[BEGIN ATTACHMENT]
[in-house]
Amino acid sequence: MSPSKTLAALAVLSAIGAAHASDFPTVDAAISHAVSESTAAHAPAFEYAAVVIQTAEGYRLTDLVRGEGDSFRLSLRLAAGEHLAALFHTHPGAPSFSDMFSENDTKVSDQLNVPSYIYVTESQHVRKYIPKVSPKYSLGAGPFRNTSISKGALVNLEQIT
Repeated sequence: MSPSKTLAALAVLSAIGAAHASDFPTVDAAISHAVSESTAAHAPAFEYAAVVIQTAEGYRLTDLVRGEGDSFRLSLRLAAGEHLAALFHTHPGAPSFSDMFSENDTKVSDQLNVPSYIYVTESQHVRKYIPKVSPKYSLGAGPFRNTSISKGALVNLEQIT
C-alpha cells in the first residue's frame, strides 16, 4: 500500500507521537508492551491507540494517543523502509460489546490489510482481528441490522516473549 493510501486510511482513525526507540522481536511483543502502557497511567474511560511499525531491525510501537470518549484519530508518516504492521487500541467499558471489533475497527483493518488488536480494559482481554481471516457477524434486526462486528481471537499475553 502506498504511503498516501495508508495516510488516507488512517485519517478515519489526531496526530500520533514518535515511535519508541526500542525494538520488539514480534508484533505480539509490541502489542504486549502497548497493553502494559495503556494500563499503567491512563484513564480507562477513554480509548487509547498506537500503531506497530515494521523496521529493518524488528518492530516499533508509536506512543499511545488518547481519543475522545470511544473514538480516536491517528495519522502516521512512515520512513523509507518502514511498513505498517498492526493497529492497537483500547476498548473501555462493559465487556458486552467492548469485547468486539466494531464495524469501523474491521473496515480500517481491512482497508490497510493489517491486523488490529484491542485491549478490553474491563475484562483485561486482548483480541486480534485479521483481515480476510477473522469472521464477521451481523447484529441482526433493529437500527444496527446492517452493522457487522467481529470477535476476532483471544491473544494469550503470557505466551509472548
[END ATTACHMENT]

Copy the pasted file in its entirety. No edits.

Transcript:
[in-house]
Amino acid sequence: MSPSKTLAALAVLSAIGAAHASDFPTVDAAISHAVSESTAAHAPAFEYAAVVIQTAEGYRLTDLVRGEGDSFRLSLRLAAGEHLAALFHTHPGAPSFSDMFSENDTKVSDQLNVPSYIYVTESQHVRKYIPKVSPKYSLGAGPFRNTSISKGALVNLEQIT
Repeated sequence: MSPSKTLAALAVLSAIGAAHASDFPTVDAAISHAVSESTAAHAPAFEYAAVVIQTAEGYRLTDLVRGEGDSFRLSLRLAAGEHLAALFHTHPGAPSFSDMFSENDTKVSDQLNVPSYIYVTESQHVRKYIPKVSPKYSLGAGPFRNTSISKGALVNLEQIT
C-alpha cells in the first residue's frame, strides 16, 4: 500500500507521537508492551491507540494517543523502509460489546490489510482481528441490522516473549 493510501486510511482513525526507540522481536511483543502502557497511567474511560511499525531491525510501537470518549484519530508518516504492521487500541467499558471489533475497527483493518488488536480494559482481554481471516457477524434486526462486528481471537499475553 502506498504511503498516501495508508495516510488516507488512517485519517478515519489526531496526530500520533514518535515511535519508541526500542525494538520488539514480534508484533505480539509490541502489542504486549502497548497493553502494559495503556494500563499503567491512563484513564480507562477513554480509548487509547498506537500503531506497530515494521523496521529493518524488528518492530516499533508509536506512543499511545488518547481519543475522545470511544473514538480516536491517528495519522502516521512512515520512513523509507518502514511498513505498517498492526493497529492497537483500547476498548473501555462493559465487556458486552467492548469485547468486539466494531464495524469501523474491521473496515480500517481491512482497508490497510493489517491486523488490529484491542485491549478490553474491563475484562483485561486482548483480541486480534485479521483481515480476510477473522469472521464477521451481523447484529441482526433493529437500527444496527446492517452493522457487522467481529470477535476476532483471544491473544494469550503470557505466551509472548